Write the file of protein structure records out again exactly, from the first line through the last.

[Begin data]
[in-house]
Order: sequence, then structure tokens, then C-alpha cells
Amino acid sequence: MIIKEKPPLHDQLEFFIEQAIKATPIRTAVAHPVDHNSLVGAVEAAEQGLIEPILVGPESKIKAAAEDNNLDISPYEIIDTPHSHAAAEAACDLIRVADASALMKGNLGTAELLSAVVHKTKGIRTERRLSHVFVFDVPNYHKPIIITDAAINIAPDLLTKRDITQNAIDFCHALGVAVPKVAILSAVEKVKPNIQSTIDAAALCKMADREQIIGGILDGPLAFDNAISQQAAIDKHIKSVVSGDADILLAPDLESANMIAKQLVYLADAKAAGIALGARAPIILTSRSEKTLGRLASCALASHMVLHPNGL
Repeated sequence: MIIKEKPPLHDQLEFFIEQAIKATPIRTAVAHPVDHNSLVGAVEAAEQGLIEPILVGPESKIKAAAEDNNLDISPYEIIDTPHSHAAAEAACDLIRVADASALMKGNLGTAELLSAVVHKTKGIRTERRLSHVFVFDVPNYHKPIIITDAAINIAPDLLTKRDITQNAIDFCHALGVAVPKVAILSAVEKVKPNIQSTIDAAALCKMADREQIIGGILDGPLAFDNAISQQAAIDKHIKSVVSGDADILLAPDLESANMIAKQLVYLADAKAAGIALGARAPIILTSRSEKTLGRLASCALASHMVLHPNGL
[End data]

[in-house]
Order: sequence, then structure tokens, then C-alpha cells
Amino acid sequence: MIIKEKPPLHDQLEFFIEQAIKATPIRTAVAHPVDHNSLVGAVEAAEQGLIEPILVGPESKIKAAAEDNNLDISPYEIIDTPHSHAAAEAACDLIRVADASALMKGNLGTAELLSAVVHKTKGIRTERRLSHVFVFDVPNYHKPIIITDAAINIAPDLLTKRDITQNAIDFCHALGVAVPKVAILSAVEKVKPNIQSTIDAAALCKMADREQIIGGILDGPLAFDNAISQQAAIDKHIKSVVSGDADILLAPDLESANMIAKQLVYLADAKAAGIALGARAPIILTSRSEKTLGRLASCALASHMVLHPNGL
Repeated sequence: MIIKEKPPLHDQLEFFIEQAIKATPIRTAVAHPVDHNSLVGAVEAAEQGLIEPILVGPESKIKAAAEDNNLDISPYEIIDTPHSHAAAEAACDLIRVADASALMKGNLGTAELLSAVVHKTKGIRTERRLSHVFVFDVPNYHKPIIITDAAINIAPDLLTKRDITQNAIDFCHALGVAVPKVAILSAVEKVKPNIQSTIDAAALCKMADREQIIGGILDGPLAFDNAISQQAAIDKHIKSVVSGDADILLAPDLESANMIAKQLVYLADAKAAGIALGARAPIILTSRSEKTLGRLASCALASHMVLHPNGL